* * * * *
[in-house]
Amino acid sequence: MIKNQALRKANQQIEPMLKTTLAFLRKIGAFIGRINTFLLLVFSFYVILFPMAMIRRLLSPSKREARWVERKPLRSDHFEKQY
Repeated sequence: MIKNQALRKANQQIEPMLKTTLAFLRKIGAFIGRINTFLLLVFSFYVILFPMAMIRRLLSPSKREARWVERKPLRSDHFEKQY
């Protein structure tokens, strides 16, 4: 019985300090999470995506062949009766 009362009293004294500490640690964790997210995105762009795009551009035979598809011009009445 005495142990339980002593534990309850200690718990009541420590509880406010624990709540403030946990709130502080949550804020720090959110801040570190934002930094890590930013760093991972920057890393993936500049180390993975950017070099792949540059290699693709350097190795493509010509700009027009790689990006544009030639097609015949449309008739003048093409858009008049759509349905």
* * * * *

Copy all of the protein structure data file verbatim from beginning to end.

[in-house]
Amino acid sequence: MIKNQALRKANQQIEPMLKTTLAFLRKIGAFIGRINTFLLLVFSFYVILFPMAMIRRLLSPSKREARWVERKPLRSDHFEKQY
Repeated sequence: MIKNQALRKANQQIEPMLKTTLAFLRKIGAFIGRINTFLLLVFSFYVILFPMAMIRRLLSPSKREARWVERKPLRSDHFEKQY
């Protein structure tokens, strides 16, 4: 019985300090999470995506062949009766 009362009293004294500490640690964790997210995105762009795009551009035979598809011009009445 005495142990339980002593534990309850200690718990009541420590509880406010624990709540403030946990709130502080949550804020720090959110801040570190934002930094890590930013760093991972920057890393993936500049180390993975950017070099792949540059290699693709350097190795493509010509700009027009790689990006544009030639097609015949449309008739003048093409858009008049759509349905």